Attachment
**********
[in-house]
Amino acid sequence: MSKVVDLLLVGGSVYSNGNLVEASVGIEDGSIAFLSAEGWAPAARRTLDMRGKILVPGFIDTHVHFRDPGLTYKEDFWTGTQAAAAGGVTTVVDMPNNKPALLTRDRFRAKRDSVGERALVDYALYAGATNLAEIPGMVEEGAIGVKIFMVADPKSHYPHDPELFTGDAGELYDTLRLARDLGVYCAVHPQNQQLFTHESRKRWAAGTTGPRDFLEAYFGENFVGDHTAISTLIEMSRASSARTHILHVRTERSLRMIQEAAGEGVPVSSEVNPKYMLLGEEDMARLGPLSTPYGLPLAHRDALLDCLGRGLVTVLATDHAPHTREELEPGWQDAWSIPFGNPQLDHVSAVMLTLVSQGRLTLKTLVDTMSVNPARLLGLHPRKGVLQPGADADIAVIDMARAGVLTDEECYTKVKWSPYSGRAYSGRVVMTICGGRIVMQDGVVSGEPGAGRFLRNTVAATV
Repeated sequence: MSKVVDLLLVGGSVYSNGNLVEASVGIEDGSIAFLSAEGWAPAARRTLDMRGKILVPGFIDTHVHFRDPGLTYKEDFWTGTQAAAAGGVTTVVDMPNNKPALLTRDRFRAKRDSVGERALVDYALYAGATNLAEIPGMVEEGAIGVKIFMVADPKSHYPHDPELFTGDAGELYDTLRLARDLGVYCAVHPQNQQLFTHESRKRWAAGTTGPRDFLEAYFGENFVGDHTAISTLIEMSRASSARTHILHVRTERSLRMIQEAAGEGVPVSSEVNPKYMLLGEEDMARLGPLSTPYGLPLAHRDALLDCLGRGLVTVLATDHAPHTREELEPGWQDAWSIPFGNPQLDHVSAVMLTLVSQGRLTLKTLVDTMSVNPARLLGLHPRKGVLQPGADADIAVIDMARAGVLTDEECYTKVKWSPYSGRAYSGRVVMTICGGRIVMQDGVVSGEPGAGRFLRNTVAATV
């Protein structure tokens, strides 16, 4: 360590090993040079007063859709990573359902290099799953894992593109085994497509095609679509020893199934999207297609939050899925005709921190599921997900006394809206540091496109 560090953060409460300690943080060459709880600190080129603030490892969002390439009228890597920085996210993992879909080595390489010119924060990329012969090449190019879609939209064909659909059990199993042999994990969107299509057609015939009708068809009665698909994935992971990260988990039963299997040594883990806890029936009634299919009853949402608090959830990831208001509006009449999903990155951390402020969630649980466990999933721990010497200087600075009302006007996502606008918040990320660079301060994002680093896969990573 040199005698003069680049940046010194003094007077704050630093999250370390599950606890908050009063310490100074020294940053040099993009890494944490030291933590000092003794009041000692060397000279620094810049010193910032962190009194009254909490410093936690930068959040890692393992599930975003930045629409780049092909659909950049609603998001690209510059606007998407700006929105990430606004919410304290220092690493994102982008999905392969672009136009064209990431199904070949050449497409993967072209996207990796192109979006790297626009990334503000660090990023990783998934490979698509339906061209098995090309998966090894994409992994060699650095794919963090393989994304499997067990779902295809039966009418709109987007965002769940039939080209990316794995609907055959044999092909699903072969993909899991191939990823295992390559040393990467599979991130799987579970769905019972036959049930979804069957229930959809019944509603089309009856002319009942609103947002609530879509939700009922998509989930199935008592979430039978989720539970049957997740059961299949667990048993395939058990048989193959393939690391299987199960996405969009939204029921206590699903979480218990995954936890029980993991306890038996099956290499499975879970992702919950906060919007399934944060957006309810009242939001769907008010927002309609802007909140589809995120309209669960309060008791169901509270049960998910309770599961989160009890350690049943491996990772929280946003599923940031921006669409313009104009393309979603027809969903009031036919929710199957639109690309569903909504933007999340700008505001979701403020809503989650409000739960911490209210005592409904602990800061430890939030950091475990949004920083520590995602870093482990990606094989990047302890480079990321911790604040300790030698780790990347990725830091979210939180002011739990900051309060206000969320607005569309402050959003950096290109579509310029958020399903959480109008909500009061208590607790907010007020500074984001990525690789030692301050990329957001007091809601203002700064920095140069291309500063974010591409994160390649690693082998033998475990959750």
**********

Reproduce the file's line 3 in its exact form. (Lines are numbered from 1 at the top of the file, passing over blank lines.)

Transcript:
Repeated sequence: MSKVVDLLLVGGSVYSNGNLVEASVGIEDGSIAFLSAEGWAPAARRTLDMRGKILVPGFIDTHVHFRDPGLTYKEDFWTGTQAAAAGGVTTVVDMPNNKPALLTRDRFRAKRDSVGERALVDYALYAGATNLAEIPGMVEEGAIGVKIFMVADPKSHYPHDPELFTGDAGELYDTLRLARDLGVYCAVHPQNQQLFTHESRKRWAAGTTGPRDFLEAYFGENFVGDHTAISTLIEMSRASSARTHILHVRTERSLRMIQEAAGEGVPVSSEVNPKYMLLGEEDMARLGPLSTPYGLPLAHRDALLDCLGRGLVTVLATDHAPHTREELEPGWQDAWSIPFGNPQLDHVSAVMLTLVSQGRLTLKTLVDTMSVNPARLLGLHPRKGVLQPGADADIAVIDMARAGVLTDEECYTKVKWSPYSGRAYSGRVVMTICGGRIVMQDGVVSGEPGAGRFLRNTVAATV